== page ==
Bloomington, Minn. • Minnesota might be the only place outside of New England where the Patriots are embraced.
The rest of the world may be tiring of New England’s dynasty, but the Patriots were greeted warmly when they were introduced during the Super Bowl opening night in St. Paul. The Philadelphia Eagles received boos.
That treatment stemmed from the Eagles denying the Minnesota Vikings the opportunity to play in Sunday’s Super Bowl LII on their home field, thanks to a rout in the NFC championship game. So the Patriots will have some local support beyond their own fans at U.S. Bank Stadium.
The rest of the world seems ready to move on from New England. Patriots linebacker Kyle Van Noy of BYU certainly gets that sense. “No one likes somebody winning over and over,” Van Noy said. “They get mad, for whatever reason. Sometimes you’ve got to love greatness.”
Or do you? Patriots fatigue and Patriots appreciation are the dueling forces in this Super Bowl, with the Eagles representing the proud tradition of football in Philadelphia — and something different.
Sustained success is not the only reason people are worn out by the Patriots. Various allegations of cheating over the years have affected the perception of them. In any case, they just keep winning.
The Patriots are playing in their eighth Super Bowl in 17 seasons. A victory Sunday would give them three championships in four years, which is exactly how the dynasty started early in this century. In between, New England made two other appearances, losing each time to the New York Giants.
Twelve of the NFC’s 16 franchises have qualified for the Super Bowl during this 17-year period: St. Louis, Tampa Bay, Carolina (twice), Philadelphia (twice), Seattle (three times), Chicago, New York Giants (twice), Arizona, New Orleans, Green Bay, San Francisco and Atlanta.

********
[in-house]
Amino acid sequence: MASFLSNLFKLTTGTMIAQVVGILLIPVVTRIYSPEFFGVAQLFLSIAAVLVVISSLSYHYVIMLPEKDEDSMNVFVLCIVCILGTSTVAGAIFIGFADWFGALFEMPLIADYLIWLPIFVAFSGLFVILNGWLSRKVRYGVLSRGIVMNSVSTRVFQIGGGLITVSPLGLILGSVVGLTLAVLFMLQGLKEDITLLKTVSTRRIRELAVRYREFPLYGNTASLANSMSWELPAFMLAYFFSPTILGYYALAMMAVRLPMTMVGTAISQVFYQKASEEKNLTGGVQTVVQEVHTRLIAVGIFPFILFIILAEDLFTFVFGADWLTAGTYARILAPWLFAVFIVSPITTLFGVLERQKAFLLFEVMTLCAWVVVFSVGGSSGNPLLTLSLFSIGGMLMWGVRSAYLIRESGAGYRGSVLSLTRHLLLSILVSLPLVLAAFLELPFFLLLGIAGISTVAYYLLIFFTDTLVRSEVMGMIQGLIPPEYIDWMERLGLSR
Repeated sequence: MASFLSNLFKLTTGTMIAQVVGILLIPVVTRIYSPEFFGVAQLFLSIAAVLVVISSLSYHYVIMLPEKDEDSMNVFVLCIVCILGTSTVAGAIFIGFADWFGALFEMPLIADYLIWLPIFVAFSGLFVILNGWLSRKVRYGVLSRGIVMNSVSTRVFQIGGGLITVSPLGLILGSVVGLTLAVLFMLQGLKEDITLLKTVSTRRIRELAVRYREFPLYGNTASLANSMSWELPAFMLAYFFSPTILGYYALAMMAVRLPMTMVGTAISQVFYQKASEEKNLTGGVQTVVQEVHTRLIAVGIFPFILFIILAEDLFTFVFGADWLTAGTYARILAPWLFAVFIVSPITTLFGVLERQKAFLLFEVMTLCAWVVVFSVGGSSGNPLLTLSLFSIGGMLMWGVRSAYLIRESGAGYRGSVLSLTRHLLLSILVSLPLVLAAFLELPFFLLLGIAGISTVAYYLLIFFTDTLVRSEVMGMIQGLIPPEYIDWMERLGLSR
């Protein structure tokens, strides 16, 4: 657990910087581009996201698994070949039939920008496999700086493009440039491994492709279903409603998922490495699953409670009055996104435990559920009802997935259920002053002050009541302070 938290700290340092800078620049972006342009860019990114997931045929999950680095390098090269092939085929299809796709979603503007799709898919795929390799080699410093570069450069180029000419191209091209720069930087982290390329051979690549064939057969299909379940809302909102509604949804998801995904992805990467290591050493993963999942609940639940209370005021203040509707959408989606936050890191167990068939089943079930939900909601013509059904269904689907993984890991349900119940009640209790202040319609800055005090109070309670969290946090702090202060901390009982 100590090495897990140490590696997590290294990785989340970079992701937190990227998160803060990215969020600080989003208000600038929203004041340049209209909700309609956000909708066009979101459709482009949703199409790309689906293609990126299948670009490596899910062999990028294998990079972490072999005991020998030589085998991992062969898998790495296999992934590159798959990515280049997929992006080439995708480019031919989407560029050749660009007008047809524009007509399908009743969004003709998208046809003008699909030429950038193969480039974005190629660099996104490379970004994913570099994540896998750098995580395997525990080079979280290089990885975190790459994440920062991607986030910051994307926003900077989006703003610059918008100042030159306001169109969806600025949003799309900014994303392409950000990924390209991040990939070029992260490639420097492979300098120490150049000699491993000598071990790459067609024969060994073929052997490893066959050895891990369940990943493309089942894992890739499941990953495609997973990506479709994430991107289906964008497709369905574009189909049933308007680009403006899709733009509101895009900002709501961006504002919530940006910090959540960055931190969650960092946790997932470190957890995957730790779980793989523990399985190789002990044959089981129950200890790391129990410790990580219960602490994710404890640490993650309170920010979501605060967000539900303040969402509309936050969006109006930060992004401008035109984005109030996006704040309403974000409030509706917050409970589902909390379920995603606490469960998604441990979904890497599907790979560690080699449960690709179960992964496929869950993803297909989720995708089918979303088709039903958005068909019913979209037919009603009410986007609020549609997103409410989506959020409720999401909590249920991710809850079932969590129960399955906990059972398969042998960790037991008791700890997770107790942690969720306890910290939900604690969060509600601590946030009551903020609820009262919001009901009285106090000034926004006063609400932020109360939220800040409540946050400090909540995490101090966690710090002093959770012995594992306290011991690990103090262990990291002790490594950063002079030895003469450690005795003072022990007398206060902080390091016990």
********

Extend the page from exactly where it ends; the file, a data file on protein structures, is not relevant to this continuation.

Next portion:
That’s basically how the NFL is designed. The draft, strength of scheduling and especially the salary cap all function as safeguards against a dynasty. The Patriots have defied that system, thanks mainly to the work of coach Bill Belichick and quarterback Tom Brady.
Oakland, Pittsburgh (three times), Denver (twice), Indianapolis (twice) and Baltimore are the only other AFC teams that have played in the Super Bowl during New England’s reign.
Tony Dungy, now an NBC Sports analyst, won a Super Bowl when Indianapolis briefly dislodged the Patriots. New England’s dynasty is “good,” Dungy said, “because it forces people to catch up.”
Yet the only apparent hope for the Patriots’ rivals is the thought that Belichick, 65, and Brady, 40, can’t keep doing this forever after being together for 18 seasons.
In the coaching profession, Belichick’s “longevity has been incredible,” said Dungy, who views his own 13-year NFL head coaching career with two teams as “a long time.”
Belichick shows no sign of wearing down, though. Brady said again this week that he intends to play into his mid-40s, and his level of performance remains as high as ever.
The only historical trend that could work against the Patriots is that after their third title in four years (following the 2004 season), Belichick lost his top two assistants. That reportedly will happen again next week, when defensive coordinator Matt Patricia (Detroit) and offensive coordinator Josh McDaniels (Indianapolis) become head coaches.
Otherwise, the dynasty may continue indefinitely. The only consolation for people tired of the Patriots is that opponents are making them earn everything lately. New England needed an end zone interception against Seattle and a miraculous comeback against Atlanta to win its last two Super Bowls, and the Patriots rallied from 10 points behind in the fourth quarter to beat Jacksonville in the AFC title game on their way to Minnesota.